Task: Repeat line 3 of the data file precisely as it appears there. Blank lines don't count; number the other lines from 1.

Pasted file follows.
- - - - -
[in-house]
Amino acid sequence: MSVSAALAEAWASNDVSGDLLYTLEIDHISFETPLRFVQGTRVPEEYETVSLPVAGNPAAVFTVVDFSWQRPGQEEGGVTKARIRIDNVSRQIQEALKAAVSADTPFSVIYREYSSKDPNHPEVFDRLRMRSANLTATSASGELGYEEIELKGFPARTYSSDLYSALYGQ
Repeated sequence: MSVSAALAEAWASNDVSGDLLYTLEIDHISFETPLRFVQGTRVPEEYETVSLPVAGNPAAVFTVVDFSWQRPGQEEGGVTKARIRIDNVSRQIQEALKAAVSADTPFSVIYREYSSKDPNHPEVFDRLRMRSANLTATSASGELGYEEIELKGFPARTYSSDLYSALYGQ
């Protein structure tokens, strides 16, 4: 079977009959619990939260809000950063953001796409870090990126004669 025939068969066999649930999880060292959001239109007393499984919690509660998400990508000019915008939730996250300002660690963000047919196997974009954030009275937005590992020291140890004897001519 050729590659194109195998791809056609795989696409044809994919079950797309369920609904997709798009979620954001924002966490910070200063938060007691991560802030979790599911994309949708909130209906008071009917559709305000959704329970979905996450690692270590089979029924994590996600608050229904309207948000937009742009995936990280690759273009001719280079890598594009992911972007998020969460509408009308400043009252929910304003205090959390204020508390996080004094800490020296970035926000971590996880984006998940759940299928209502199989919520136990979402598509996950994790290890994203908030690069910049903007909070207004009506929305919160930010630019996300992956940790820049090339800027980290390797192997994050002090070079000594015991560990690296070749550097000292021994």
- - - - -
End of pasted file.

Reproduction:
Repeated sequence: MSVSAALAEAWASNDVSGDLLYTLEIDHISFETPLRFVQGTRVPEEYETVSLPVAGNPAAVFTVVDFSWQRPGQEEGGVTKARIRIDNVSRQIQEALKAAVSADTPFSVIYREYSSKDPNHPEVFDRLRMRSANLTATSASGELGYEEIELKGFPARTYSSDLYSALYGQ